Looking at Molly Sims now—with her Victoria’s Secret supermodel pedigree, five Sports Illustrated Swimsuit Edition covers, and husband and two kids—it’s hard to imagine she ever felt anything but gorgeous, confident, and loveable. But she insists that her career and relationship didn’t come easily—and there were times she wasn’t sure if she was going to accomplish what she wanted for her life at all.
In her new book, The Everyday Supermodel, which is part-memoir and part-healthy-living guide, 41-year-old Sims gets real about the work that went into creating her major career and awesome life, from her “awkward” adolescence and the six workouts a week she put in to have her cover-worthy body to the inner-life mindset that’s harder to quantify but essential.
It’s a guidebook for helping you reach your version of a supermodel life, every day, she says. “I truly believe that anyone can have the life that they desire. You just have to be willing to do the work.” And she’s not just talking what you do at the gym.
See her advice for going after what you want—and how to deal with the journey, which, even if you are a supermodel, doesn’t always feel easy or glamorous:
You’re very open about your “awkward” adolescence and how it wasn’t easy becoming a model. What was that period of time really like? People assume that because I was a model, I wake up gorgeous with perfect makeup every morning, or that Prince Charming and the Barbie dream house with 2.5 kids were all just waiting for me. That’s so not true. I grew up with a unibrow, acne, and headgear. But what I did have was a great mom and dad and tons of tenacity.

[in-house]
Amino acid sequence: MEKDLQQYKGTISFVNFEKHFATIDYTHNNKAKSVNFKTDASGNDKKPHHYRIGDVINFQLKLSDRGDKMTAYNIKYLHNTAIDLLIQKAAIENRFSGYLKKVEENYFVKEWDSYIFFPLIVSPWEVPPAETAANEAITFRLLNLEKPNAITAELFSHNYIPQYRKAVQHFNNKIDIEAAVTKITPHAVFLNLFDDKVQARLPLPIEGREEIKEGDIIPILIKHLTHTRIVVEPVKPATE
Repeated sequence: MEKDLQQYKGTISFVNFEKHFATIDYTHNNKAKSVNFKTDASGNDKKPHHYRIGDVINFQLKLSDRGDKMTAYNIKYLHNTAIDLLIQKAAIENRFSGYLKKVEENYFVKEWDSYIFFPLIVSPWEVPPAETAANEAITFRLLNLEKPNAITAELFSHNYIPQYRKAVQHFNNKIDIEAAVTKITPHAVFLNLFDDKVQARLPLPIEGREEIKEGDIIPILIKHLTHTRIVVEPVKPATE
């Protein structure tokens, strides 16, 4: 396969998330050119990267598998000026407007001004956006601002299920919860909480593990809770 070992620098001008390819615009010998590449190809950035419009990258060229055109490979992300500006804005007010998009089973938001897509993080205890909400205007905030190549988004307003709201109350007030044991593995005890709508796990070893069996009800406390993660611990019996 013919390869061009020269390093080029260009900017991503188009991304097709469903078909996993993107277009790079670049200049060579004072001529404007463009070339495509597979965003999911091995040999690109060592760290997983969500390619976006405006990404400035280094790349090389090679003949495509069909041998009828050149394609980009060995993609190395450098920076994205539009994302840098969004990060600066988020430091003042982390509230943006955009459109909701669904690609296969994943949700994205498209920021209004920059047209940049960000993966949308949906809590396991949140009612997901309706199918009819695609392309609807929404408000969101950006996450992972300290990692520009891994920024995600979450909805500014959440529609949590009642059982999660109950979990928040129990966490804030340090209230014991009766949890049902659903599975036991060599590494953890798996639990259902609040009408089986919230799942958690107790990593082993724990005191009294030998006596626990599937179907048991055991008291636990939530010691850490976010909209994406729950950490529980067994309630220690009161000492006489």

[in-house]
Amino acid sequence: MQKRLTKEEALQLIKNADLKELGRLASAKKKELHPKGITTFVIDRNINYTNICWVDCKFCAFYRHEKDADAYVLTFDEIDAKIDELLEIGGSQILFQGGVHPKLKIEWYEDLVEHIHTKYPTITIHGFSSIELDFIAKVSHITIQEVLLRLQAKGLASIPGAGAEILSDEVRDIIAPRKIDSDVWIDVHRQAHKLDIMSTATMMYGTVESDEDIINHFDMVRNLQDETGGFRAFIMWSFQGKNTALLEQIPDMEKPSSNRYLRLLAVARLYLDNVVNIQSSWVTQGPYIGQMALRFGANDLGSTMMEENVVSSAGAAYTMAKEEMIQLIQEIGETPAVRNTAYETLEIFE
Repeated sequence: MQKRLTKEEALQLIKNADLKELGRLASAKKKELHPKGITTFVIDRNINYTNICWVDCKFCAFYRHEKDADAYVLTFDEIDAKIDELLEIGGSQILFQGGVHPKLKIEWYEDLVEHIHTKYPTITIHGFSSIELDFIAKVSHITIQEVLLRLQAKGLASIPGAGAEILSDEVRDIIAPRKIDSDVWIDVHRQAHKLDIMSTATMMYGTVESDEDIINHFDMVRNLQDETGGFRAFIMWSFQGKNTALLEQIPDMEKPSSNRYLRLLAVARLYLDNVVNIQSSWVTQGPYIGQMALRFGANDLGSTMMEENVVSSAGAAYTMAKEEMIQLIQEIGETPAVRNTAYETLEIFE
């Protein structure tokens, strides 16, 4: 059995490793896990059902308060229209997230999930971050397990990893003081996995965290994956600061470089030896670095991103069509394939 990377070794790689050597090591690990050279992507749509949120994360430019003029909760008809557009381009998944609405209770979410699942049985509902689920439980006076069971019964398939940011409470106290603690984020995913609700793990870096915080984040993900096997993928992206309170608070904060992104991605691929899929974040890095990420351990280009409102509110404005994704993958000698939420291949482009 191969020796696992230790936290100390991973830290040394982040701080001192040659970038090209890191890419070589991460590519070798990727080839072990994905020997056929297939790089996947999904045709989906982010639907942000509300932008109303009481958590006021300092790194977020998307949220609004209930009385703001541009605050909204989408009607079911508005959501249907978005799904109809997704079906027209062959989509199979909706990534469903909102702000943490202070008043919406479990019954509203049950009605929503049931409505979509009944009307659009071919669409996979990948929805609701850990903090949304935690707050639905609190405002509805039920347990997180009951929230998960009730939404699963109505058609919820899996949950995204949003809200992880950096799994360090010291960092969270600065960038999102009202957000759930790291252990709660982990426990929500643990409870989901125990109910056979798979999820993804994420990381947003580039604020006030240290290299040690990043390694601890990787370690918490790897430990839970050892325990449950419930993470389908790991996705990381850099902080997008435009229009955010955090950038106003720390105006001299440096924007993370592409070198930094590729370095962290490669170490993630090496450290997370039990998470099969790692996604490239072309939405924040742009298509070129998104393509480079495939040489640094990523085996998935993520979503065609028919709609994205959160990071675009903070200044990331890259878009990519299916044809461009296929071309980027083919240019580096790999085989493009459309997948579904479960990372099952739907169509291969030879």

In your book, you said that when you were sad and feeling down in your career, or having your heart broken, you didn’t spend too much time wallowing. Why is that? Feeling sorry for yourself ultimately becomes destructive. There’s a saying, ‘You can’t soar with the eagles if you hang with turkeys.’ To me, that’s about more than just the company you keep; it’s about your frame of mind. You can’t change your situation if your heart and mind are stuck in the mud.
So how did you go after what you wanted—what gave you the confidence? You have to start at the root of things: Figure out what thoughts and behaviors are holding you back. Just changing the way you dress or wear your makeup might make you feel temporarily elevated, but changing what’s going on inside of you actually helps you move forward.
What are your tips for women who want to make a change in their lives? Focus on what can go right, not what can go wrong. How can you expect your life to change if you’re doing the same thing over and over? Remind yourself that in order to incite change you have to actually do something.
I love that advice. But how do you know when it’s the right time to make a move or change? There is never going to be the perfect, right time, unless you make it now. Life is too short to sit on the sidelines and just wish for the life of your dreams. —Molly Gallagher
For more information, check out The Everyday Supermodel
(Photos: Gia Canali)